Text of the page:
How to create better coverage maps
Last month, the Federal Communications Commission (FCC) pledged $167 million to help operators deliver high-speed internet to 60,850 rural homes and businesses in the United States. This is in addition to the government already issuing $4.53 billion, as part of the FCC’s Mobility Fund Phase II, to support the expansion of 4G LTE into “primarily rural areas”.
On 10th July, FCC Chairman Ajit Pai also announced his proposal for the Rural Digital Opportunity Fund, distributing $20.4 billion over the next 10 years to connect 700,000 homes in the “hardest-to-serve corners of the country.”
However, both Republicans and Democrats have widely criticised the coverage maps that the FCC have historically used to identify areas for funding - mainly due to the complexity of poorly defined geographic areas, imprecise sampling, and the lack of an independent audit, especially in communities with the fewest consumers, and correspondingly, the least amount of data.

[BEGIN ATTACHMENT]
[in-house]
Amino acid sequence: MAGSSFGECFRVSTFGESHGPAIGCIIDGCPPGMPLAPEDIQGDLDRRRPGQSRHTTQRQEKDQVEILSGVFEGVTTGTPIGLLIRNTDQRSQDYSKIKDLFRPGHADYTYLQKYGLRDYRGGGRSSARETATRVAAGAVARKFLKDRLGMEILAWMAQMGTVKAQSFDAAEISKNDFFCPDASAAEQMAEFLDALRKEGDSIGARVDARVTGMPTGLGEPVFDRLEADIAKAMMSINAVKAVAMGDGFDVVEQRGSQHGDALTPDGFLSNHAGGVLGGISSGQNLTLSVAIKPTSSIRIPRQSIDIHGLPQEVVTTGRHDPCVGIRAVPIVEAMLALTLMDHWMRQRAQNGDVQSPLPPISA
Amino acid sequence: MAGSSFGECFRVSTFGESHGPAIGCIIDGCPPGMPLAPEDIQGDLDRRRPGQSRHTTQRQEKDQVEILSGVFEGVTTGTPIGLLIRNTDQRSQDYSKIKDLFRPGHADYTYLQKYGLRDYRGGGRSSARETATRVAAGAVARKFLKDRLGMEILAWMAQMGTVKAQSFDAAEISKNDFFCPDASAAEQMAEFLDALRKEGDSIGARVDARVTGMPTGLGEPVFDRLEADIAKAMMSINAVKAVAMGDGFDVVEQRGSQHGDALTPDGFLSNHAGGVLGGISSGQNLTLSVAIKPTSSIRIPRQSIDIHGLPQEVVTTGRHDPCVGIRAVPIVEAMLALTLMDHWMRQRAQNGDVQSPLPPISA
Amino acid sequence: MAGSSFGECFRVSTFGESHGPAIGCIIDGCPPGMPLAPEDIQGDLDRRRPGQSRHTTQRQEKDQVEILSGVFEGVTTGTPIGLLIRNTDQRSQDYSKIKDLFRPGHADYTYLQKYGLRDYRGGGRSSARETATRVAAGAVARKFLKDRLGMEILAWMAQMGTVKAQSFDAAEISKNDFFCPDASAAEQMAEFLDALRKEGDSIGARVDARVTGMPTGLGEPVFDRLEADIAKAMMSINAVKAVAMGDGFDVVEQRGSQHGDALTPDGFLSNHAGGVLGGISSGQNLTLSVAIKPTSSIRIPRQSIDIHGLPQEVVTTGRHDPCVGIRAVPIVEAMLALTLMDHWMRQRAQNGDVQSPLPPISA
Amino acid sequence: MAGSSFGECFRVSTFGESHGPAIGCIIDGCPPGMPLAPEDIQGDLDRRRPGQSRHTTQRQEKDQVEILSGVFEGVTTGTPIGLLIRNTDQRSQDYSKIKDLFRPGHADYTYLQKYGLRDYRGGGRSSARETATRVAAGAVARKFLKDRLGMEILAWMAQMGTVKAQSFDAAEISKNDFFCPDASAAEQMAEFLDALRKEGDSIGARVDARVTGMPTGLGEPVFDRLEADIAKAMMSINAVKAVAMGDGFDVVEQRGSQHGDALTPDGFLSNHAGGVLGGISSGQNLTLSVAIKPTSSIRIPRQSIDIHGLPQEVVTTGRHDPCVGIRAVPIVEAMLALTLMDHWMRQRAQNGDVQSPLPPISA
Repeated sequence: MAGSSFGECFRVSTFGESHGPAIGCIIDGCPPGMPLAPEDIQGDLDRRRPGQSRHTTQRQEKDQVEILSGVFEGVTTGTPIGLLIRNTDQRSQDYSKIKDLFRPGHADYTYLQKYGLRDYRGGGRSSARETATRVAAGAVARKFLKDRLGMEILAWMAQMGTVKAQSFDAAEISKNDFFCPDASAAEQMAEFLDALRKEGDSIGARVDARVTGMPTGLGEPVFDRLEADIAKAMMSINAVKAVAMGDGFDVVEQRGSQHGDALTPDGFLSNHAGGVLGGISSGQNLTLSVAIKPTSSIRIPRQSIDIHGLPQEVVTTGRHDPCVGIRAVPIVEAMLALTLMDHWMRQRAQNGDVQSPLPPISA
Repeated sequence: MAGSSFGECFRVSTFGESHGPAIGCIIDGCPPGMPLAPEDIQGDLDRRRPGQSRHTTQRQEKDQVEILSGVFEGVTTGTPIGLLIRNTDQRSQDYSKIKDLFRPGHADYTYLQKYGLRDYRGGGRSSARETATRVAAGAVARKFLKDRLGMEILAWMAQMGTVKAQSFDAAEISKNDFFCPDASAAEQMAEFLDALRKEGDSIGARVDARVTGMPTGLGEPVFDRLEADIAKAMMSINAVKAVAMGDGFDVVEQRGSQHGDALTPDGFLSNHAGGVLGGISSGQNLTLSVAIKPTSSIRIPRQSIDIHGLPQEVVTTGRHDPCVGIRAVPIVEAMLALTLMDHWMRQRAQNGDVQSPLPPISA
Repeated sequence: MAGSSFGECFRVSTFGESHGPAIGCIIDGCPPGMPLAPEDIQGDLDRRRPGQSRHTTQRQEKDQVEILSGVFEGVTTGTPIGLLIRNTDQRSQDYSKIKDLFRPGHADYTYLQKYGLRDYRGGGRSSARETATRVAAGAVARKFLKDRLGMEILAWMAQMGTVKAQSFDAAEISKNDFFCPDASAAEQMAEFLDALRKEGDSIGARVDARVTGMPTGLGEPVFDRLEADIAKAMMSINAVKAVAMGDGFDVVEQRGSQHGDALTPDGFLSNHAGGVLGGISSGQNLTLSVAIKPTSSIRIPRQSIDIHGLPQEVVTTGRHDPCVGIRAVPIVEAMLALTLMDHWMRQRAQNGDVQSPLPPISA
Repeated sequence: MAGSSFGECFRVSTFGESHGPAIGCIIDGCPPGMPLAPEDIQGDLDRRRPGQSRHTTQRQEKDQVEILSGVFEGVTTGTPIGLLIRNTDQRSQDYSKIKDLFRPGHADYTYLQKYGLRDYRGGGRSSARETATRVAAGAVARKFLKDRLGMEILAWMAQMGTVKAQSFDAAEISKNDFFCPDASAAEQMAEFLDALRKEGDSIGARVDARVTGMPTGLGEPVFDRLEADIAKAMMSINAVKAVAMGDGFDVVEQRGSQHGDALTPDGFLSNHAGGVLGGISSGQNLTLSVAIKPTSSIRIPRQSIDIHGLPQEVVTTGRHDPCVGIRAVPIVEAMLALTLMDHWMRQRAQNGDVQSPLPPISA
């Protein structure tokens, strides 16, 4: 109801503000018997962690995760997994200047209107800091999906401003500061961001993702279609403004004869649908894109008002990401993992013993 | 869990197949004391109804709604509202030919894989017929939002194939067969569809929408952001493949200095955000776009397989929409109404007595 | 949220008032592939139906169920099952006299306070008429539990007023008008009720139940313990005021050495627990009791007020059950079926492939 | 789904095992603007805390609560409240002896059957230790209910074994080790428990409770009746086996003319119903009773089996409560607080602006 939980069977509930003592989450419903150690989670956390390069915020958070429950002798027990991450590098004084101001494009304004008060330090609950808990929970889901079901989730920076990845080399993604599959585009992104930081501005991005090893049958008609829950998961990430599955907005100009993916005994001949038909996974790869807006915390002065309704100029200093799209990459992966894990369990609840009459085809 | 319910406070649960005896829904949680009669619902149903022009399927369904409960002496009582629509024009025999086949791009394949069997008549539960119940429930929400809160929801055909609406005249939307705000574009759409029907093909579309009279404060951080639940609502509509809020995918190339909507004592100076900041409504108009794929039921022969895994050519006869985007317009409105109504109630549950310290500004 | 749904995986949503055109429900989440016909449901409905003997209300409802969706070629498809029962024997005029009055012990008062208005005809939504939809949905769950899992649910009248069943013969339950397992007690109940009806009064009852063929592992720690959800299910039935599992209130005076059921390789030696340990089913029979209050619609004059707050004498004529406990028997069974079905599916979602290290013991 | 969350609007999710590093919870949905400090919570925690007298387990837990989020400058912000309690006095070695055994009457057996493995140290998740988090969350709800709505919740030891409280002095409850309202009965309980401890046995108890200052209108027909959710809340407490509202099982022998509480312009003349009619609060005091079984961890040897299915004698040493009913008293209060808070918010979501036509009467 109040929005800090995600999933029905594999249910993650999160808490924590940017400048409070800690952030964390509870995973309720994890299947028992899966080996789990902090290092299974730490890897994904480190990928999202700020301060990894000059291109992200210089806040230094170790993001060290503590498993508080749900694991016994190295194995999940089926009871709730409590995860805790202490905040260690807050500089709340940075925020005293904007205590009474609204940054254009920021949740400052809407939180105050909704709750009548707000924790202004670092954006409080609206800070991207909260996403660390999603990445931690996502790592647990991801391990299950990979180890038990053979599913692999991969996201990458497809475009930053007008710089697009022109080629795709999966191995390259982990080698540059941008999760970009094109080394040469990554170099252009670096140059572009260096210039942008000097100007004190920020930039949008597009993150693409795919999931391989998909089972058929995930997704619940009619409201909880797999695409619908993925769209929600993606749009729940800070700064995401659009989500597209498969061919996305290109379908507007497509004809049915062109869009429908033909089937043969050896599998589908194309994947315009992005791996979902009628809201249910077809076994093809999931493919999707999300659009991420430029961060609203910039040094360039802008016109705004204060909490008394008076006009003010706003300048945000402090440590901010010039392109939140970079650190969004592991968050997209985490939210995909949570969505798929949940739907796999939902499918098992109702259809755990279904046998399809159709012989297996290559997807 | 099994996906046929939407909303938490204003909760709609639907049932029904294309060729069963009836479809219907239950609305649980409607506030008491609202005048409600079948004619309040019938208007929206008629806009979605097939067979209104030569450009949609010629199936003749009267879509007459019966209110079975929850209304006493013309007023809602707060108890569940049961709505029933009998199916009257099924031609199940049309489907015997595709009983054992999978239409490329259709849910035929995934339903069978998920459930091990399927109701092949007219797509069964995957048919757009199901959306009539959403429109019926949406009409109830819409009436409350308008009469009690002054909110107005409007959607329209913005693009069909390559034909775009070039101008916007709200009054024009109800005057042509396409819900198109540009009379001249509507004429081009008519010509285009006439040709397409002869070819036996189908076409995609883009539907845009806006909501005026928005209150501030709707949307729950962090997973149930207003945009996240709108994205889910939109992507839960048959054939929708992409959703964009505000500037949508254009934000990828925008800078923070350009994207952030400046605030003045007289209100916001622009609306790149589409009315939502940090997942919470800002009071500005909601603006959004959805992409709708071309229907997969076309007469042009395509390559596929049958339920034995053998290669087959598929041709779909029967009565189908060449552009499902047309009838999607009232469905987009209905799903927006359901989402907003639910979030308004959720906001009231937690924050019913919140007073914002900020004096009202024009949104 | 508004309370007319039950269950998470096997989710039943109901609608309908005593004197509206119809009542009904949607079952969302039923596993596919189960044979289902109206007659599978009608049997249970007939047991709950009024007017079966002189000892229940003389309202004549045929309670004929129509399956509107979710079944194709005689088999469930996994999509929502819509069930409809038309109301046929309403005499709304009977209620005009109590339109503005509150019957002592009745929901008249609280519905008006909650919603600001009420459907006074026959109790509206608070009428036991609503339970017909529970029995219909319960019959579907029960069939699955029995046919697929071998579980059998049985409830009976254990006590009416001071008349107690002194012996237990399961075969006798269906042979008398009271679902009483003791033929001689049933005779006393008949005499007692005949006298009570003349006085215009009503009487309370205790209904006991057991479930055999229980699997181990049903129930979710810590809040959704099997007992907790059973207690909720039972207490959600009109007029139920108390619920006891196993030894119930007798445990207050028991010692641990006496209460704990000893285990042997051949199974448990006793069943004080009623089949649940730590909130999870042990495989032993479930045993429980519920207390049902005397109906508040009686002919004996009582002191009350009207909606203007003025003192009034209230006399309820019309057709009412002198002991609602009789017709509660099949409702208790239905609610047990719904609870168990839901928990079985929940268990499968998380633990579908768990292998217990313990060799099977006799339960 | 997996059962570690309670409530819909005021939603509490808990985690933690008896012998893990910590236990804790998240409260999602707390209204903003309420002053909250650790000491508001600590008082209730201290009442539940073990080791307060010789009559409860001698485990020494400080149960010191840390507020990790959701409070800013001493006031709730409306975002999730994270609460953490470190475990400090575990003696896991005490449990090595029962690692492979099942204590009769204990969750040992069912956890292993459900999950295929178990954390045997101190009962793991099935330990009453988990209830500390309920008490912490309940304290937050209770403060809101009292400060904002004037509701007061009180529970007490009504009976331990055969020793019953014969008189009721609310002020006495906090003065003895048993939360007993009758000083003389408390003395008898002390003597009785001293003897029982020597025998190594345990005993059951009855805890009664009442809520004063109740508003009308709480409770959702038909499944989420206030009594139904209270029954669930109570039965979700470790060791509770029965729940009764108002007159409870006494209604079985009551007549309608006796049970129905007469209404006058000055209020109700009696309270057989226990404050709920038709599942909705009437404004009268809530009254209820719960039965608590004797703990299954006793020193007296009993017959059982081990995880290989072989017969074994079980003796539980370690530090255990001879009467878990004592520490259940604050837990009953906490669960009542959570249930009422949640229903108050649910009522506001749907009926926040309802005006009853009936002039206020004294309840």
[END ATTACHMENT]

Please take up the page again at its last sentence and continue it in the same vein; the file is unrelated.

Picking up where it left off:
Marguerite Reardon explains that the maps either overstate or understate the availability and performance of internet services across the country. And Ajit Pai has temporarily suspended the mobile internet subsidy program, saying, “We must ensure the data is accurate before we can proceed”.
477 data, strengths and weaknesses
There is a well-established process for operators to report wireline and wireless coverage, which started in 2000. Every six months, internet service providers (ISPs) and cell carriers self-report their subscription data by filling out something called Form 477.
Form 477 divides the country into census blocks and requires operators to tag each of the census blocks they serve. The result is the most accurate aggregate dataset publicly available.
Wireline coverage map
In 2017, the FCC expanded the purpose of the 477 data to include the creation of wireline coverage maps. However, the Form 477 Data Program was only originally intended for ‘counting heads’, and not mapping, which is where some big problems arise.